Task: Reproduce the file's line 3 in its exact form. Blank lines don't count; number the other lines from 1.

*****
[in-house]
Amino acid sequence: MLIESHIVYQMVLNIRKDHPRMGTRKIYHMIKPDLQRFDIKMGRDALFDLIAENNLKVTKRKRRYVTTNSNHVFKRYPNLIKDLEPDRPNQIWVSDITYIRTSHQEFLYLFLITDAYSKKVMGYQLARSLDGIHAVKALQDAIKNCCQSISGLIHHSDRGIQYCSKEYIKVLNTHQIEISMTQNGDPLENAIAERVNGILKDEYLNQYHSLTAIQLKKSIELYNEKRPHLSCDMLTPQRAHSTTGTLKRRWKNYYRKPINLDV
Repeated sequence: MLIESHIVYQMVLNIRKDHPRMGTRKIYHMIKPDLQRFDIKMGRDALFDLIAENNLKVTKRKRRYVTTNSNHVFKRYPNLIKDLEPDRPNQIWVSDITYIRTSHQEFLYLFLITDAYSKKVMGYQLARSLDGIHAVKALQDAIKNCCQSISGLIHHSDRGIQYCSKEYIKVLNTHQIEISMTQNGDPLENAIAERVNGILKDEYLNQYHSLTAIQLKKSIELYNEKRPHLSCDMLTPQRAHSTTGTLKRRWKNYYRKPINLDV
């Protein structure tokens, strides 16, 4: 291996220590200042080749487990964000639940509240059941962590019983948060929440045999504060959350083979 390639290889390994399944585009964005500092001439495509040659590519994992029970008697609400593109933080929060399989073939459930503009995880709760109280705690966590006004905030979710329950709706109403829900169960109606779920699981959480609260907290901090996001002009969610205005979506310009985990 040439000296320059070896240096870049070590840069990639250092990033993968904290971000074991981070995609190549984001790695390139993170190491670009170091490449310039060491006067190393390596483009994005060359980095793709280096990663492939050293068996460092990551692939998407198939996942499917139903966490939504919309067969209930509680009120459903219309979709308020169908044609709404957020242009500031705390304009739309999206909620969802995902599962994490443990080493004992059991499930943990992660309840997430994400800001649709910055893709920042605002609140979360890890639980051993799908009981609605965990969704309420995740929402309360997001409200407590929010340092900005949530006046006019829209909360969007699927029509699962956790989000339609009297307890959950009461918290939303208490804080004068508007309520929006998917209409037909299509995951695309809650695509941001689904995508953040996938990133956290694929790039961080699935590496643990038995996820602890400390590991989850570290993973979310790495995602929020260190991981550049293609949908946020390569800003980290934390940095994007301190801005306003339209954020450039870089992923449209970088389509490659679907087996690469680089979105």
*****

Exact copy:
Repeated sequence: MLIESHIVYQMVLNIRKDHPRMGTRKIYHMIKPDLQRFDIKMGRDALFDLIAENNLKVTKRKRRYVTTNSNHVFKRYPNLIKDLEPDRPNQIWVSDITYIRTSHQEFLYLFLITDAYSKKVMGYQLARSLDGIHAVKALQDAIKNCCQSISGLIHHSDRGIQYCSKEYIKVLNTHQIEISMTQNGDPLENAIAERVNGILKDEYLNQYHSLTAIQLKKSIELYNEKRPHLSCDMLTPQRAHSTTGTLKRRWKNYYRKPINLDV